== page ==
This Article argues that the debate over the history of the Property Clause should move beyond the Founding. The original public meaning of the text, intent of the framers, and precedent of the early Supreme Court simply do not resolve the issue of whether Congress’s Duty to Dispose includes the power to permanently retain land within the states. This Article therefore provides the first detailed examination of how Congress’s Power to Dispose has been understood since the Founding. It concludes that, although western extremists have repeatedly challenged Congress’s power when federal land policy has restricted western development, dominant opinion has always supported a broad construction of Congress’s power. In fact, those who favor federal land ownership have long argued that giving land to individual states would violate a constitutional obligation for Congress to use the land for the common benefit. When constitutional history is properly applied to Congress’s Power to Dispose, it therefore strongly supports federal land ownership.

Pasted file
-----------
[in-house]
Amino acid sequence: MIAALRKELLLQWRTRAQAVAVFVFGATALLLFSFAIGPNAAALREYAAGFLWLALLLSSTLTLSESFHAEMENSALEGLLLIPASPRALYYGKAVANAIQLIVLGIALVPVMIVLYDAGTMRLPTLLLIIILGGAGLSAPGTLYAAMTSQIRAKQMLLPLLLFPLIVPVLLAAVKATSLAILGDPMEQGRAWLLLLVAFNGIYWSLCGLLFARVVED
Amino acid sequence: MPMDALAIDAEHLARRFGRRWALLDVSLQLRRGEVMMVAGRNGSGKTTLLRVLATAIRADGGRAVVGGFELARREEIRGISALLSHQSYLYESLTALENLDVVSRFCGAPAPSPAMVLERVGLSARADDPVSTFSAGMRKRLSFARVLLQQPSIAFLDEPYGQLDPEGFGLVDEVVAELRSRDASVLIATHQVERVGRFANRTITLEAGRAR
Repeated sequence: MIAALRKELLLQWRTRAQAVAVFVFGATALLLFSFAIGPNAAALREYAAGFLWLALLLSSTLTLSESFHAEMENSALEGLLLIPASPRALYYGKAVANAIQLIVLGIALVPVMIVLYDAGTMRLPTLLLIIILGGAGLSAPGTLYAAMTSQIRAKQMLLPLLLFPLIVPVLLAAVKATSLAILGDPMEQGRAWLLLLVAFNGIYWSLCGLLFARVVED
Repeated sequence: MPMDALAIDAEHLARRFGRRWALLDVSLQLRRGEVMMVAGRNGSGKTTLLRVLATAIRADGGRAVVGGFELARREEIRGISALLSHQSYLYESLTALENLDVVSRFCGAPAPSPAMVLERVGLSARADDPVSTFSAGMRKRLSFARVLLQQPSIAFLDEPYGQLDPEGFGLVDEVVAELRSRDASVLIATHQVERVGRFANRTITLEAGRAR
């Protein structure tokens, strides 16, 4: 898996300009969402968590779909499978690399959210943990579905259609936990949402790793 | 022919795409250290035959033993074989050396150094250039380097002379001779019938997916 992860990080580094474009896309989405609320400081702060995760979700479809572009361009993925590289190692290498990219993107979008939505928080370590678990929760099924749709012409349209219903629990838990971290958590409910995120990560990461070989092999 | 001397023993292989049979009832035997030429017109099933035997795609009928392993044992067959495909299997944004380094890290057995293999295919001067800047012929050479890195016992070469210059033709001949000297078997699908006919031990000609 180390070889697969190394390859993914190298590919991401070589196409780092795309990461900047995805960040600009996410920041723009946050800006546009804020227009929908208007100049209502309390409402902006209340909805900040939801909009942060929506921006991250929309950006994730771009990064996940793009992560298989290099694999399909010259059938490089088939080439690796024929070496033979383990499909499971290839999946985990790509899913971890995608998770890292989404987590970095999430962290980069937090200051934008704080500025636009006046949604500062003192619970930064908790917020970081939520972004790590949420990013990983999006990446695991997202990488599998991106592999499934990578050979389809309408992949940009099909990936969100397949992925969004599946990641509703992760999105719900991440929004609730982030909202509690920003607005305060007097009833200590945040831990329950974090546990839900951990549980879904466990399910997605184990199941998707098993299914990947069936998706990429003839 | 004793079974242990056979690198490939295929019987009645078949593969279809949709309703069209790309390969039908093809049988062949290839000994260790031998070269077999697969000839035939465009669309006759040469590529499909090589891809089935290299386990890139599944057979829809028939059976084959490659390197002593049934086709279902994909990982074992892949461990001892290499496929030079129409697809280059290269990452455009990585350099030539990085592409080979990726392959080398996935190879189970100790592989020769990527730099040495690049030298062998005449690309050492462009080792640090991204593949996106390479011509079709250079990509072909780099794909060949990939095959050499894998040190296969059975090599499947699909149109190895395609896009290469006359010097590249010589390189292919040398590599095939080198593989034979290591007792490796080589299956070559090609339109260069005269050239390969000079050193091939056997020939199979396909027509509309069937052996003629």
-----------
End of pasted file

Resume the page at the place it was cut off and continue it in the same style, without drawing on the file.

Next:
"The Old ‘New’ Dignitarianism" Free Download

RAFFAEL NICOLAS FASEL, University of Cambridge, Students
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Recent times have witnessed a resurrection of human dignity. In an effort to counter the challenges to human uniqueness posed by advances in the biotechnologies, zoological findings about the striking similarities between humans and other animals, as well as developments in artificial intelligence, a movement referred to as the ‘new dignitarianism’ has reclaimed the special dignity of the human. By drawing on an Enlightenment debate between two philosophers, this article shows that there is hardly anything new about the ‘new’ dignitarians. The main purpose of the article is not historical, however. To analyse why contemporary arguments are in many ways a reiteration of this Enlightenment debate, I propose to understand them as representative of two streams of thinking: dignitarianism and naturalism. After examining the three core tenets of these conceptions, I argue that they stake out a spectrum of approaches with the aid of which we can analyse the strengths and weaknesses of naturalist and egalitarian theories, past and present. The article thus makes two main claims: first, the dignitarian response to naturalist challenges is not new, and second, understanding the core tenets of these views allows us to better evaluate arguments made on the spectrum between naturalism and dignitarianism.